Source: Balaji Viswanathan, Quora

Business Cycle

Economies have their periods of booms and busts in cycles of approximately 7 years long. At the start of the cycle it is a boom, then it gets to the top, then there is a contraction leading to a recession (period of negative growth and/or increasing unemployment) and finally followed up with an expansion.

Source: Balaji Viswanathan, Quora

Opportunity Cost

When you do an activity, you tend to equate how good the activity is when compared to the alternatives. For instance, when you are working hard on a Friday night on a project, you might be thinking, 'Man, I should be doing something else.' The alternative (in this case, partying with friends) has a high value, and thus your present project better be attractive. This value of the alternative is termed as an 'opportunity cost' -- the value of what you give up. Thus, if you quit a job that pays $120K/year to do a startup, your opportunity cost of doing the startup is $120K/year. Your payoff should be higher than what you give up. Hat tip: Charles Phan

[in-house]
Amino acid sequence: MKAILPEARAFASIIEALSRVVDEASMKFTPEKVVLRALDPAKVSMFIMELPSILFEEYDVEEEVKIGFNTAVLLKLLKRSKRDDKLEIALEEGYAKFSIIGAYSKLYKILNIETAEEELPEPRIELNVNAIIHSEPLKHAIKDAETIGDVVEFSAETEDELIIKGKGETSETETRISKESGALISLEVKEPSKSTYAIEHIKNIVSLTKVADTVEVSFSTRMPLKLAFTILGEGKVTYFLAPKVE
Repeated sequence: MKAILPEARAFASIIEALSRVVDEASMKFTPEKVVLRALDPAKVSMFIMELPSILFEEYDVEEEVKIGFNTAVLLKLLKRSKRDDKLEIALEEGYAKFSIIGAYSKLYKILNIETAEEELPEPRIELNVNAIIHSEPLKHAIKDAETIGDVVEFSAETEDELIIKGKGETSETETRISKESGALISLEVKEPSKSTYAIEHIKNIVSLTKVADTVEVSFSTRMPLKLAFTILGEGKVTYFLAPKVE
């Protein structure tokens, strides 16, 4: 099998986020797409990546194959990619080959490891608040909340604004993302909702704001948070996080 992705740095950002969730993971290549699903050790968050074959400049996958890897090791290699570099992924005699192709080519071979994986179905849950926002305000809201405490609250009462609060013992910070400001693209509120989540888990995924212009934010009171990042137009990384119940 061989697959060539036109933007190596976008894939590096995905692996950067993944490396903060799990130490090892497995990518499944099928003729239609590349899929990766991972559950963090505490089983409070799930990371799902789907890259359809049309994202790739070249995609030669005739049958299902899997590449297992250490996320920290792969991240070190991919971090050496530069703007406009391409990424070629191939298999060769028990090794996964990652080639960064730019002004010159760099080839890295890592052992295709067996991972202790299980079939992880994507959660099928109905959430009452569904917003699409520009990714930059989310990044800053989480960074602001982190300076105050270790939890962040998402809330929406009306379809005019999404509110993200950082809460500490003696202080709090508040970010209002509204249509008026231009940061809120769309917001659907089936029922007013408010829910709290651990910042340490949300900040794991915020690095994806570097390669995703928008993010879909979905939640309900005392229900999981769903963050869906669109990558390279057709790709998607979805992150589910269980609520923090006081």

Source: Balaji Viswanathan, Quora

Comparative Advantage

You are running your tech startup and one day a client asks you whether you can build a website for them. Should you offer to build the website for them, or should you pass up the opportunity to a friend? How do you decide? A rational person might calculate how much time it will take to build the website, and whether they can use that time to earn more building their current startup product. Then, he or she might calculate whether the friend might be able to build the site more efficiently.

If the friend can build it more efficiently and you have a lot on your plate, you will pass up the opportunity. This is called the theory of comparative advantage. Your friend has an advantage here and it makes no sense for you to take up that business. Nations, businesses and people should do only those things they are better at and leave the rest to others. Hat tip: Aaron Klemm

Source: Balaji Viswanathan, Quora